(video by Lesley the Bird Nerd on YouTube)

 

 

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May 18 2016

More Robins, Fewer White-throated Sparrows

American robin, white-throated sparrow (photos by Marcy Cunkelman)

American robin, white-throated sparrow (photos by Marcy Cunkelman)

We humans are starting to respond to climate change. The birds already have.

In a study on two continents — North America and Europe — data from 1980 to 2010 shows that populations of our common birds have been affected by climate change and the gap is growing.  Bird species expected to do well due to climate change have substantially outperformed those expected to do badly over the 30 year period.  It’s the first real demonstration that climate is having a similar, large-scale influence on the abundance of common birds in widely separated parts of the world.(*)

Here are two examples from North America:

American robins are an adaptable species whose range has expanded as the climate warms.  Robins don’t have to go as far south in the winter and now they breed in Alaska!

White-throated sparrows are a common winter species in the Lower 48 but when it comes time to breed they’ll be in trouble.  As they move north the forest they require for breeding gives way to treeless landscapes.  It takes decades to grow a forest and climate is changing faster than the plants can catch up.  White-throated sparrows are losing ground.  Click here to see their changing map.

More robins, fewer white-throated sparrows.  The populations of common birds are affected by climate change.

Read more about the study here in Science Daily(*).  See Audubon’s climate website for details on North American birds.

 

(photos by Marcy Cunkelman)

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May 17 2016

Peregrine Sounds: What Do They Mean?

Peregrine falcon vocalizing at St. Ignatious (photo by Chad+Chris Saladin)

Peregrine falcon vocalizing at St. Ignatious (photo by Chad+Chris Saladin)

When you hear peregrine sounds on the nestcam, what do they mean?

Click here for a new Peregrine FAQ that explains peregrine vocalizations.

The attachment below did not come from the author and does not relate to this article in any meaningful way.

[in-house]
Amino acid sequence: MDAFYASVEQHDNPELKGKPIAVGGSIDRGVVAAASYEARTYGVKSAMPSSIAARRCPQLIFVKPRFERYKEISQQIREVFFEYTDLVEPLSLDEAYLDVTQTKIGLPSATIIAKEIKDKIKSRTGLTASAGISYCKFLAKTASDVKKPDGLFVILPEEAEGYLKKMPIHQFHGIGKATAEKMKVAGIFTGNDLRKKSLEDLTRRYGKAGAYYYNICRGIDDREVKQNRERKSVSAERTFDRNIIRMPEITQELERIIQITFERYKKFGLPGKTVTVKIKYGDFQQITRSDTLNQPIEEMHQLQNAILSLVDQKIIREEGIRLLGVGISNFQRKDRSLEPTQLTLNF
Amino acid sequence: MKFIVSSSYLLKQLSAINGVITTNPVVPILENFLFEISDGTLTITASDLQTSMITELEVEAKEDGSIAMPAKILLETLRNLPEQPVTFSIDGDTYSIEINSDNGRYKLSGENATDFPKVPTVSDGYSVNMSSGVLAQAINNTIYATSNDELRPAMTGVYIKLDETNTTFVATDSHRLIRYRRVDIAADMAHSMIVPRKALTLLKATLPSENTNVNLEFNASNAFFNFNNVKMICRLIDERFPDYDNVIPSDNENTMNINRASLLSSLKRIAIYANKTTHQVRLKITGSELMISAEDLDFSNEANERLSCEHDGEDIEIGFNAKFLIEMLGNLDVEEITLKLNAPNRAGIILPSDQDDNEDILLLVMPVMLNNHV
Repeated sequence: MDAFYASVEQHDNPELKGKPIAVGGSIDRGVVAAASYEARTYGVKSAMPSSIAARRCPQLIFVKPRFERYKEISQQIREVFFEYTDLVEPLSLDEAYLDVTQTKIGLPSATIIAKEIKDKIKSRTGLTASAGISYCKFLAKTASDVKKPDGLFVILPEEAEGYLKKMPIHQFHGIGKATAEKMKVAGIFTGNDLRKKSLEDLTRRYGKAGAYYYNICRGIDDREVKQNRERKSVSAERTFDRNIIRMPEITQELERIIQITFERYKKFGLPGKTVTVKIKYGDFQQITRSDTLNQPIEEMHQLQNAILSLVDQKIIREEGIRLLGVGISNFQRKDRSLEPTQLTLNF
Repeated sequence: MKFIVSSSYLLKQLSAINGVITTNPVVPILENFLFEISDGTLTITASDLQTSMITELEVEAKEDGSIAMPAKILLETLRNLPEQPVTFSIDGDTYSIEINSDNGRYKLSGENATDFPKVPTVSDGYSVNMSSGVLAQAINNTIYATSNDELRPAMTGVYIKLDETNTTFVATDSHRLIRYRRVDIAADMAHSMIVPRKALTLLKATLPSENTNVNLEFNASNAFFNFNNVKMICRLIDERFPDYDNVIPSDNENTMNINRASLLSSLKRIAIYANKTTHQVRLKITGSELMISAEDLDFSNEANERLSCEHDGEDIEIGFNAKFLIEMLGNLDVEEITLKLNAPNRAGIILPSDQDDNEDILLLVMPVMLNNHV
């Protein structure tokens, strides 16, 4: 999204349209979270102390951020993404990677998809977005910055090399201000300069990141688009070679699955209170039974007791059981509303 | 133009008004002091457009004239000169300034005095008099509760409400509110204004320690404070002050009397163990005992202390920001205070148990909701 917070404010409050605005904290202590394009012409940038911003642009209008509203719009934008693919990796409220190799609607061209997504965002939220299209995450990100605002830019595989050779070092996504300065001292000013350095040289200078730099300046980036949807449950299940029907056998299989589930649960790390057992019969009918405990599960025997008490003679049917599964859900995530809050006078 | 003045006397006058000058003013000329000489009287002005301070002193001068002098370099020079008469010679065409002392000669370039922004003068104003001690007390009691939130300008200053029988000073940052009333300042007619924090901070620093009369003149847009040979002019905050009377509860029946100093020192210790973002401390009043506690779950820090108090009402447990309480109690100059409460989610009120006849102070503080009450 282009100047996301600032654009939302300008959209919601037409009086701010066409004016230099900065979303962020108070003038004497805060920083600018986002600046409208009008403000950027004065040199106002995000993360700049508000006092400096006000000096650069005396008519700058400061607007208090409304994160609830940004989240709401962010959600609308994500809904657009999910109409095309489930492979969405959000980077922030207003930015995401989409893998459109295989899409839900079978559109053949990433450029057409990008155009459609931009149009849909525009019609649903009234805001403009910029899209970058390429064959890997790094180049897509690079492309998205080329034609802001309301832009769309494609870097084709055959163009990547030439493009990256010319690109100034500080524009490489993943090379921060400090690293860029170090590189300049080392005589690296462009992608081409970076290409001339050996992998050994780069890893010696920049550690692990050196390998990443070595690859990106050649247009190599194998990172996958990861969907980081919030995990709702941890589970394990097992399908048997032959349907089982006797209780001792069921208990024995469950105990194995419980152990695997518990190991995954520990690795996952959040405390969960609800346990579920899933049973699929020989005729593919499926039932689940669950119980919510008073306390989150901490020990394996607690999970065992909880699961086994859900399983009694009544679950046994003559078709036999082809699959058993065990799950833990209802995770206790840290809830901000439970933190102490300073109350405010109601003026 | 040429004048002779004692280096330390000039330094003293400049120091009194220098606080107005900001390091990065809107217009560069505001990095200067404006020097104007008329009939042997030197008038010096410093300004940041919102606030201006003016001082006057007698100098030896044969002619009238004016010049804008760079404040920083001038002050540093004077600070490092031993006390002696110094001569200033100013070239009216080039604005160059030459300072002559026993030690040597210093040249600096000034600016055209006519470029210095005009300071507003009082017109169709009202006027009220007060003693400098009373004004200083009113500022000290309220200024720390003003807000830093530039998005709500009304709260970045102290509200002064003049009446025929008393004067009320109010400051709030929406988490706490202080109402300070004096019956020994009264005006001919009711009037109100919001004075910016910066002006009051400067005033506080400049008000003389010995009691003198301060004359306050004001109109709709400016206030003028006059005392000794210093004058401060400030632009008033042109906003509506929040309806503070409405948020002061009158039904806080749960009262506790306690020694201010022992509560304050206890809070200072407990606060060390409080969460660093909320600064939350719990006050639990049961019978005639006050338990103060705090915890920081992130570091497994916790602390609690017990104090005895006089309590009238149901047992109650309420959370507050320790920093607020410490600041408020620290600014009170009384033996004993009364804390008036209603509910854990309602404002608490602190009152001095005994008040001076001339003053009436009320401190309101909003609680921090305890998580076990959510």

(photo by Chad+Chris Saladin)

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May 05 2016

Stuck In The Mirror

Published by under Bird Behavior

Robin fighting his reflection (photo by Charlie Hickey)

Robin fighting his reflection (photo by Charlie Hickey)

On Throw Back Thursday:

This is the time of year when birds go mad and fight with car mirrors and windows. They don’t realize that the angry bird who won’t back down is a reflection of themselves.

Though some birds become obsessed with particular locations it’s a temporary problem while they’re establishing their territory.  Unfortunately the obsession could last for weeks!

If you’ve got a problem bird, cover the reflection for a few days so the bird can’t see itself.  Your car will look funny with plastic grocery bags on the side mirrors but the bird will give up.  Massachusetts Audubon has some helpful tips.

In 2013, this robin wasted a lot of time fighting his “challenger” on Charlie Hickey’s front door in: Tapping At My Chamber Door.

 

(photos by Charlie Hickey)

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Apr 27 2016

Don’t Play It Again, Sam

Black and white warbler, singing (photo by Chuck Tague)

Black and white warbler, singing (photo by Chuck Tague)

Spring migration is ramping up. Every day there are new birds to see and hear in western Pennsylvania.

What if you hear a really good bird and can’t see it?  Should you playback its song on your smartphone to lure it in? Please restrain yourself. Here’s why.

Although birders debate the use of playback, the Code of Birding Ethics is clear: